During last night’s Board of Education meeting, board members discussed several items regarding building renovations throughout the district:
- Building subcommittee chair Karen Birck reported that the Middlebrook roof renovation project was completed on budget.
- Birck reported that unfortunately not all of the planned bathroom renovations at Middlebrook and Wilton High School were completed–they were not able to renovate as many bathrooms as hoped under the budget that had passed last year.
- The proposed Miller-Driscoll school renovation is proceeding along a slow-moving schedule, with an architectural firm named to create schematic designs for a potential renovation—Tai Soo Kim Partners, LLC. The building subcommittee has scheduled a tentative Oct. 1 focus group for parents. Among some of the issues they want to examine is the question of portable classrooms;
- Birck paid complement to the architects and engineers with regard to how they are proceeding, “In order to get a fuller understanding of our program and how the existing space is used and what is needed, our architects have taken a unique approach, embedding themselves in each grade for an entire day. They are trying to be a fly on the wall, to learn about our program, learn how the spaces are used, where it’s sufficient, where it’s insufficient. They have also scheduled meetings with preschool staff, the K-2 administration and the specials teachers.”
Birck noted that the progress is intentionally slower, in order to “take the time we need to fully understand the issues before making critical decisions. We are about a month behind schedule where we thought we’d be.” She reported that it took longer to narrow down and check references and do site visits of the architectural candidates in order to select Tai Soo Kim, and “to get the blessing of the Board of Selectmen added one month on the process.”
- She added that they’re proceeding slowly because, “We need to look at all the issues and somehow come up with a[n overall project] cost , so that when we go to the town for approval, we have an estimate that will be good. We don’t want the same problem we ran into with the restrooms where the estimates were not right.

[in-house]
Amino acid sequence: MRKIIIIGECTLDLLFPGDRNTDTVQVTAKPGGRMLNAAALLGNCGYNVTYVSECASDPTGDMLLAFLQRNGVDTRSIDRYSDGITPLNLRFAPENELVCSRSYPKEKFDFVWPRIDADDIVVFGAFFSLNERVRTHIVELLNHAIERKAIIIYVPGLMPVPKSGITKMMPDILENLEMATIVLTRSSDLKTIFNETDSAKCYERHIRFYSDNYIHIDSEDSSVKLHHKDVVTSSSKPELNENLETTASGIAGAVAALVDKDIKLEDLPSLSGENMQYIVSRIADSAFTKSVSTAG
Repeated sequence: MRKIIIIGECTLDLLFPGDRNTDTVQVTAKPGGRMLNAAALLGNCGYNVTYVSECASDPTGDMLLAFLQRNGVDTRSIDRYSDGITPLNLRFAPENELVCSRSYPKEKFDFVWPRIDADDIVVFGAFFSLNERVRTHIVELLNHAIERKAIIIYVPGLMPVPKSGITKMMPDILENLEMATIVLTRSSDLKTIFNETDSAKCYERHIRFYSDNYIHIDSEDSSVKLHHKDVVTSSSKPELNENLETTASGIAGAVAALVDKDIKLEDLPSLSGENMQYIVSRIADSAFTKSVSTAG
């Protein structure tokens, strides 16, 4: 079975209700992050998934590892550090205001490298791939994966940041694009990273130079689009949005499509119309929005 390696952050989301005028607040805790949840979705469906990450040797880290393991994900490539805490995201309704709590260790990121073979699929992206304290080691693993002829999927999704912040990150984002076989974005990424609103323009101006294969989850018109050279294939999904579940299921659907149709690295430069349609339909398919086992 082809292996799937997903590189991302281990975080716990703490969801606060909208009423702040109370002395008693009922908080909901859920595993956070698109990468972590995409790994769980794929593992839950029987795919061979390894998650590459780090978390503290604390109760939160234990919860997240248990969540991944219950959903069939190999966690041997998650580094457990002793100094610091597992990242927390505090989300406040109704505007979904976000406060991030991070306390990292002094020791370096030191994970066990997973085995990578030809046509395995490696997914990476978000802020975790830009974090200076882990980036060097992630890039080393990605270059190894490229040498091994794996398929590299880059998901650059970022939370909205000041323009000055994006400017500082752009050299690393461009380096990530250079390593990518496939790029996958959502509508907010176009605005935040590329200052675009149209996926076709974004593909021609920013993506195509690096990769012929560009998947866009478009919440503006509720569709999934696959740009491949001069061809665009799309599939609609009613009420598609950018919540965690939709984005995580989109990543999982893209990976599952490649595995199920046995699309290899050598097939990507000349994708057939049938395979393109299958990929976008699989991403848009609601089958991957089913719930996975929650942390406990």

Likly asked about a figure some parents have floated about the potential overall cost for the Miller-Driscoll renovation, saying he’s heard $28 million “tossed around–$14m one year, $14m next year. Birck replied that based on a figure given to the building subcommittee from the Board of Selectmen, they asked potential architecture candidates to bid on a project in the range of $32-35 million for the complete cost. “That was the number people bid on. We don’t know yet if that’s the right amount of money.”
The BoE also heard from Casey Healy, the lawyer representing town residents proposing to privately fund the installation of a turf athletic field at Middlebrook. Without a formal vote, the BoE decided to support the field-to-turf plan, and Likly added he will write a letter supporting the project.
Director of financial planning and operations for the schools, Ken Post, presented his financial report for the schools to the board. One of the major items he told them was that the report ending June 2013 shows an operating deficit of $624,569. As part of the discussion, covering factors that impacted the figures–including health care costs, salaries, and special education outplacement and litigation costs–Likly asked about the possibility of creating a reserve fund for special education. Currently any overages from money reimbursed by the state gets returned to the town, rather than reapplied directly to the budget needs of the schools. Richards noted that California law requires ending budget balances of 3% in case of situations like that. But Richards also cautioned that there might be charter implications with the town. Post said he would would talk to the town CFO about that.